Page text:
“We also felt that we played some good games and haven’t got the results” to show for it, Jones said of the team’s recent struggles. “That’s probably the most frustrating aspect of the second half: There have been weekends where we’ve played some pretty good hockey and ended up just on the short end of the stick, whereas we’d won some of those games in the first half.”

That’s a tough lesson to learn for a young team, composed far more by underclassmen than upper. It would seem fairer, somehow, for the wins to come after the bitter fight, not before. But Jones and his Knights feel secure that the wins will come again.

“We have to be a little more resilient in handling some of these situations,” Jones said. “We have to just trust our process and the fact that we played a good game that didn’t go our way, and saddle up and get back after it.”

While the Knights may not have truly been the top-five team that some of their most optimistic fans may have hoped they were in early December, they are not skidding their way into mediocre obscurity, either, as fear — perhaps — their most pessimistic observers.

The 2014 half of the schedule has been more grueling, heavy on conference opponents and light on breaks. And, as simplistic as it may sound, some of the shots that were going in for the Knights in November aren’t going in anymore; some of the shots that were saved by Steve Perry and Greg Lewis in 2013 are getting by them in 2014.

“That’s the most challenging aspect,” Jones said of his squad’s dwindling puck luck, citing a number of recent games in which Clarkson likely deserved a better fate.

Teams don’t always get what they deserve, but one of Jones & Co.’s biggest challenges this year was instilling in a young team the belief that the more you do to deserve it, the more likely you are to get it.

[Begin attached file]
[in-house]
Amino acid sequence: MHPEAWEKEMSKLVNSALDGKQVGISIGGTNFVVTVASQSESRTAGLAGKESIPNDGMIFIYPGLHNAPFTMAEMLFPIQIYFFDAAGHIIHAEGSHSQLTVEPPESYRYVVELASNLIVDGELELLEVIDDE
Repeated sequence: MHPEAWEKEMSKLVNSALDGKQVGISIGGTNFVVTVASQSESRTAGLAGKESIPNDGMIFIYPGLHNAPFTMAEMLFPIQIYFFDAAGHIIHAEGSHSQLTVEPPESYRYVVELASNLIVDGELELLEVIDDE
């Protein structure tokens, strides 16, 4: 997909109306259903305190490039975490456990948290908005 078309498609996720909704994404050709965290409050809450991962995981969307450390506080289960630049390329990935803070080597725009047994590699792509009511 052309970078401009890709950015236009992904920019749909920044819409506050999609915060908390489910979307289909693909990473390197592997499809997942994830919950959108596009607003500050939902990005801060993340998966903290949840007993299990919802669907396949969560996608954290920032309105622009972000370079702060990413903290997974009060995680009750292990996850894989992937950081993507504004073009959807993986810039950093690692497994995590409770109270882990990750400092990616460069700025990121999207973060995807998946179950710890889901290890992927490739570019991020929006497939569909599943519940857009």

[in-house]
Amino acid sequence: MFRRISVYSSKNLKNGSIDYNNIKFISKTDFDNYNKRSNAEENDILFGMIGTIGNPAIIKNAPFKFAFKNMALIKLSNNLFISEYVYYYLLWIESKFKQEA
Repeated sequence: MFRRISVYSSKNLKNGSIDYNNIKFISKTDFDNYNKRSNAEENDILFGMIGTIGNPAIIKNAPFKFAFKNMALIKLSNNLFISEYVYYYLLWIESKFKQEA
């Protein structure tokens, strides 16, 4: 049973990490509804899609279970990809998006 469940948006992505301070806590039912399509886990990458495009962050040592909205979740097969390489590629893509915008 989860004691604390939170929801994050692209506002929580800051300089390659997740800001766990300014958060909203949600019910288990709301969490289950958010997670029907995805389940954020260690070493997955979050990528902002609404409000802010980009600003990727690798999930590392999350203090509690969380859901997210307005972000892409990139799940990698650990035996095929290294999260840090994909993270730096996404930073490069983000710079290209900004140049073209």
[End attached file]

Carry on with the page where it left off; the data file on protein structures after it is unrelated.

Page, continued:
Consistency has been elusive at times, especially with the freshman/sophomore Perry/Lewis tandem tending the twine. Getting quality starts night-in and night-out has been a challenge, as neither netminder has stamped his name on the No. 1 spot at the moment.

Jones is waiting for a goalie to step up, or at least for the pair to establish a reliable performance pattern as the team preps for the postseason.

“On a nightly basis, we’re not a team that can afford anything less,” Jones said.

Fortunately, the roster is not completely comprised of kids. Senior Ben Sexton, for one, leads the team with 17 assists despite missing five games, and even more impressively he is fifth in the nation in faceoff percentage among players who have won 150 draws or more. (He is second only to Quinnipiac’s Connor Jones in faceoff wins — 469-371 — and is third in the country in faceoff percentage among top-draw competition, meaning players who have taken 500 or more faceoffs this season.)

“He’s been a three-year captain. That speaks volumes about the value of his voice in the locker room,” Jones said. “He settles the team down, he knows what to say in critical situations, but more importantly, our puck possession — when his line is on — goes way up. He’s a consummate leader.”

On defense, sophomore tandem Kevin Tansey and Paul Geiger have made big contributions on both ends of the ice.